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Death Wish 4: The Crackdown
1987 - R - 99 Mins.
Director: J. Lee Thompson
Producer: Pancho Kohner, Menahem Golan, Yoram Globus
Written By: Gail Morgan Hickman
Starring: Charles Bronson, Kay Lenz, John P. Ryan, Perry Lopez, Soon-Tek Oh
Review by: Jake Cremins
   

Bronson gears up for another mammoth production number in 'Death Wish 4,' a splashy musical version of Oscar Wilde's 'Lady Windermere's Fan.'
'Death Wish 4' is just another dumb action movie, which comes as something as a relief. After one good, thoughtful film and two appalling sequels (all three, incredibly, by the same director), this series seems to have at last settled into mere mediocrity, and I found myself welcoming it. Part of this is surely due to the presence of veteran J. Lee Thompson, who once directed such stuff as 'Guns of the Navarone' and 'Cape Fear.' Thompson's career has been on the skids for a few years now, and maybe 'Death Wish 4' is as bad as anything else he's been doing lately, but it's so immeasurably better than the sequels before it that I'm almost ready to trumpet it as his comeback.

There's nothing particularly original and inventive here; in fact, the premise—in which two crime organizations are turned against one another by a third party—seems to have been inspired by several viewings of 'Yojimbo' (or, given the intelligence level of the average Cannon production, 'A Fistful of Dollars'). Still, I do have to note that this one has a) an actual plot, b) some good action sequences, and c) a merciful lack of extended rape and murder scenes. Call me crazy: if I see someone get raped and beaten to death in a bad movie, I'm offended, but if I see three drug lords get blown up by an exploding wine bottle in a fancy Italian restaurant, I'm entertained. So it goes.

The story deals again with Paul Kersey, although by now his character has so little to do with himself in the original movie that they might as well start calling him Charles Bronson. Still, I liked an opening dream sequence in which we learn that decades of vigilantism have been giving his conscience trouble; it's nice to be reminded that he used to be a character who thought about things and felt emotions. Anyhow, Kersey has now moved back to Los Angeles and has yet another girlfriend, a reporter played by Kay Lenz, whose daughter ends up overdosing on cocaine and dying in the hospital.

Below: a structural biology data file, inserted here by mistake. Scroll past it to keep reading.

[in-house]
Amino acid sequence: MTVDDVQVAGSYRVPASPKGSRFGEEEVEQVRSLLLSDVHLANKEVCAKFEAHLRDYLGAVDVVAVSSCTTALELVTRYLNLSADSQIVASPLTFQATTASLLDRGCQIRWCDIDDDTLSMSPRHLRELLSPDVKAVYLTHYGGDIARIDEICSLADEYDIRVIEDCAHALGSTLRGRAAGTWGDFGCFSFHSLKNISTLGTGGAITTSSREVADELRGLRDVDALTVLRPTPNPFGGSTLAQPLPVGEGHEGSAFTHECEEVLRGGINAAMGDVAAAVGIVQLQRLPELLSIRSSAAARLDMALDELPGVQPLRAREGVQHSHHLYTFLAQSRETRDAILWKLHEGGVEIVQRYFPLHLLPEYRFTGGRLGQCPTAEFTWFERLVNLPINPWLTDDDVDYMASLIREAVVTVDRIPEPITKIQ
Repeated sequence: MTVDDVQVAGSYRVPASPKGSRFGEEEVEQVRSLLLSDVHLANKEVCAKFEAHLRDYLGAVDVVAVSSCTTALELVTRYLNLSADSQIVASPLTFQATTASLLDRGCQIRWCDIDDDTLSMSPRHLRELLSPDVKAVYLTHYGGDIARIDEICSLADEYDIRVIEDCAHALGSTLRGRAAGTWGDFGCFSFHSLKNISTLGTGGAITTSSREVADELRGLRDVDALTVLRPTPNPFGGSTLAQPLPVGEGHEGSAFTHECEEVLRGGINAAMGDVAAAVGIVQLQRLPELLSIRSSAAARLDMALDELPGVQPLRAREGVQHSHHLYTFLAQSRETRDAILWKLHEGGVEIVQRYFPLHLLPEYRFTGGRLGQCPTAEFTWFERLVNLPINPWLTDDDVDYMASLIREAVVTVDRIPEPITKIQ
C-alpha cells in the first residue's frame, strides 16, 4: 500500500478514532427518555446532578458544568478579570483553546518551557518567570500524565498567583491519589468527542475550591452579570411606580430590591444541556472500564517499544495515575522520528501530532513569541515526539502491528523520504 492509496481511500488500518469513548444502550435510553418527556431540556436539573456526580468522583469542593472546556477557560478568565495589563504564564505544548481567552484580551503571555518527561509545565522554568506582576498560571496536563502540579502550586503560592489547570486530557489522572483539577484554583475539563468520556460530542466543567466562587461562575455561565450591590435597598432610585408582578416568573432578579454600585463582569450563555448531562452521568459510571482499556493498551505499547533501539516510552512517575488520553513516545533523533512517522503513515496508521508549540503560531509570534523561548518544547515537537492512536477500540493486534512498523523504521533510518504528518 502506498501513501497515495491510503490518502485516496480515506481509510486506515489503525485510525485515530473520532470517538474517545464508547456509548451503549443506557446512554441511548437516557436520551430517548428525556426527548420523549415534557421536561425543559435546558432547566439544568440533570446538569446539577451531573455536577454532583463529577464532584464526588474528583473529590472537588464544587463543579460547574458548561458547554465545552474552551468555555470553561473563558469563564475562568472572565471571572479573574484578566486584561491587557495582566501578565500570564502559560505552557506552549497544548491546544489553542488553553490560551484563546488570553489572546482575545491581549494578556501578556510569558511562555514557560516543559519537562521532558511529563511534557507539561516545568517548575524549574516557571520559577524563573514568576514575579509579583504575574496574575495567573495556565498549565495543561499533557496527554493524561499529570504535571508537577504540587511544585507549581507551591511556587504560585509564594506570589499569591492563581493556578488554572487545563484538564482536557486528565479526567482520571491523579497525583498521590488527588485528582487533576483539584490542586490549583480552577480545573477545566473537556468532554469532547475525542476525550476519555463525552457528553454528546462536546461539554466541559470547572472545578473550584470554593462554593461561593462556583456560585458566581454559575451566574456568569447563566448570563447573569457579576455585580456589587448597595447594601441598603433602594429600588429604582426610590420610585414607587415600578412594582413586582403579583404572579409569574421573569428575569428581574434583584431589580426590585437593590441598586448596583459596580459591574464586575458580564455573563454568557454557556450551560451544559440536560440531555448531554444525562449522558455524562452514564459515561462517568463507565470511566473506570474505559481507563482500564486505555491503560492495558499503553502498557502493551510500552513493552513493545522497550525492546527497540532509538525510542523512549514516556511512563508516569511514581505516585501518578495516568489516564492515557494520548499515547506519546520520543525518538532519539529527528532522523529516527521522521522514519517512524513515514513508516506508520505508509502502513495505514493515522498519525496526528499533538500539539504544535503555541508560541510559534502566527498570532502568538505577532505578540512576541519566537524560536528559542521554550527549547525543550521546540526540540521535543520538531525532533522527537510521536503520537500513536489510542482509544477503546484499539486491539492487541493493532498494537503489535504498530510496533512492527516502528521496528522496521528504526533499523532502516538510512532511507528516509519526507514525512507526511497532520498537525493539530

I do not even have to tell you, of course, that Kersey reacts by deciding to go out and shoot as many drug dealers as possible. The script does provide an interesting wrinkle, though, in that he's asked to do this by someone else: early in the film an extremely wealthy old man calls on him and tells him his own sad story of a daughter killed by drugs. The man, obsessed, has compiled information about the two leading L.A. drug cartels, and he can afford all kinds of weaponry, but he's simply too frail to do the job himself. Kersey (cough) grudgingly accepts.

So, most of the movie deals with Kersey tracking down slimy drug kingpins left over from 'Scarface' and doing all kinds of numbers on them, from planting the exploding wine bottle to mowing one down using an Uzi with a silencer (I hadn't seen that before). What's missing, thankfully, is the pervasive sadism and cruelty that had begun to become the series trademark. Even when we get the big climax at—I'm delighted to say—a roller rink, the filmmakers tastefully avoid showing innocent bystanders being ventilated by automatic weapons fire. Compare this to the endless scene in 'Death Wish 3' where the nice married couple gets set on fire and then shot as they run screaming down their front stairs, and you can guess why I liked this one so much better.

The action is nothing special, but I haven't seen enough of this lately to be bored with it, I guess, and it worked for me. The gunfights are fast and well directed, and quite a few things explode nicely. You won't be repeating the dialogue on the way out of the theater, but one line ("I was making a sandwich") sounds off-the-cuff enough to get a good laugh. And there's a pretty big plot twist near the end which, while not being mind-blowingly unpredictable, shows that somebody was at least trying. (The movie blows a lot of suspense, however, in its use of Lenz's character, who starts investigating the drug trade for an article and is then forgotten for over an hour. Since she would obviously get into trouble deep and fast, we can tell the movie is avoiding her so she can be in danger just in time for the finale.)

What most of it boils down to, though, is that I just plain like Charles Bronson. It's really a shame that he's closed out his career with one braindead action movie after another, but I have yet to see him fully sleepwalk through a performance. Even when nothing in the script requires it, he keeps adding interesting little tones of realism to his dialogue, so that even when someone asks "Who are you?" and he replies "...Death," you believe it instead of giggling. And for someone now in his sixties, he remains a surprisingly credible action lead. Oh sure, it's funny to imagine him *actually* trying to knock a 200-pound man off a balcony, but listen to what he says to that man at the video store, and the way he says it. He sounds tough enough for me.
 
Movie Guru Rating
Below Average.  Mediocre. Has substantial flaws, but is watchable. Below Average.  Mediocre. Has substantial flaws, but is watchable. Below Average.  Mediocre. Has substantial flaws, but is watchable.
  2.5 out of 5 stars

 
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